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Suppose we have $x$ apples and $y$ boxes. Each box can fit at most 3 apples, and we say that a box is half full iff the box contains $\leq$ 1 apple. If each apple has a (non-empty) list of boxes that it can be placed in, what is a polynomial time algorithm that places apples in boxes such that the number of half full containers is maximized?

My attempt

Sort apples in ascending order of the number of boxes that they can be placed into. For each apple, if there is an empty box that it can be placed into, then place the apple there. Otherwise, if there is a box with 2 apples in it that the current apple can be placed into, place the apple in that box. Otherwise, place the apple in a half full box. This algorithm clearly runs in polynomial time, but I don't think it is optimal, especially since I haven't specified how to break ties between boxes.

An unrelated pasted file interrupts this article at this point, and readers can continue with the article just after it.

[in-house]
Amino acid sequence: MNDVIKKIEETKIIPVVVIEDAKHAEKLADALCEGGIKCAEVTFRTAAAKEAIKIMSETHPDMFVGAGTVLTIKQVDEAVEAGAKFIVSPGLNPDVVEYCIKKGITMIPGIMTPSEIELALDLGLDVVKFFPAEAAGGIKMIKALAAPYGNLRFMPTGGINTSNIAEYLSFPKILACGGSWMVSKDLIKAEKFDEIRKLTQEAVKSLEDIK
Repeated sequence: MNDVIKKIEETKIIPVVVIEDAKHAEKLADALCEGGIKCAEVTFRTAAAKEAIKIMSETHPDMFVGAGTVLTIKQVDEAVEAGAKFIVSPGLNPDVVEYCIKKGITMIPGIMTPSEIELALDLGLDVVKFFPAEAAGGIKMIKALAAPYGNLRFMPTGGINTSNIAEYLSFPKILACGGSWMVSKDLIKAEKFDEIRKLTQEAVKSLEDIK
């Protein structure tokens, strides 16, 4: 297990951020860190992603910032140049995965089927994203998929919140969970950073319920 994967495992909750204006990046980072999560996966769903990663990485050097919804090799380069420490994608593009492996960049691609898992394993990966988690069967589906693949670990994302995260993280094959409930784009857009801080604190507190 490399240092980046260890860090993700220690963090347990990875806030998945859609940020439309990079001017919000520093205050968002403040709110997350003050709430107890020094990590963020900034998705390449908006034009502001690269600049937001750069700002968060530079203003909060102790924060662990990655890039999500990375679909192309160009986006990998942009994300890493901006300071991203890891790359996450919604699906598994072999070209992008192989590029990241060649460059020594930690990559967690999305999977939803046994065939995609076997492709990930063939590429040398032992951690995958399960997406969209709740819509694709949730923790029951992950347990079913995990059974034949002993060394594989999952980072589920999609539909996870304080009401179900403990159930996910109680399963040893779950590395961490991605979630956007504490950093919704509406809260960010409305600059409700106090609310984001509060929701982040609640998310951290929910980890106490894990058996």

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  • $\begingroup$ Have you considered the possibility that this problem is hard? $\endgroup$ – Yuval Filmus May 24 '18 at 16:28
  • $\begingroup$ The thought had occurred to me, but I haven't been able to think of an NP-complete problem that can be reduced to this one. $\endgroup$ – M42 May 24 '18 at 17:24
  • $\begingroup$ Suppose $x= y$ and I ask you "can you fit all the apples and leaves all the boxes half full"? Then this problem asks for a perfect matching. So if you have an algorithm, it solves the matching problem in particular - which is polytime but not exactly trivial. Actually, I believe your problem can be reduced to a matching problem. Have you considered it? $\endgroup$ – Manuel Lafond May 25 '18 at 4:08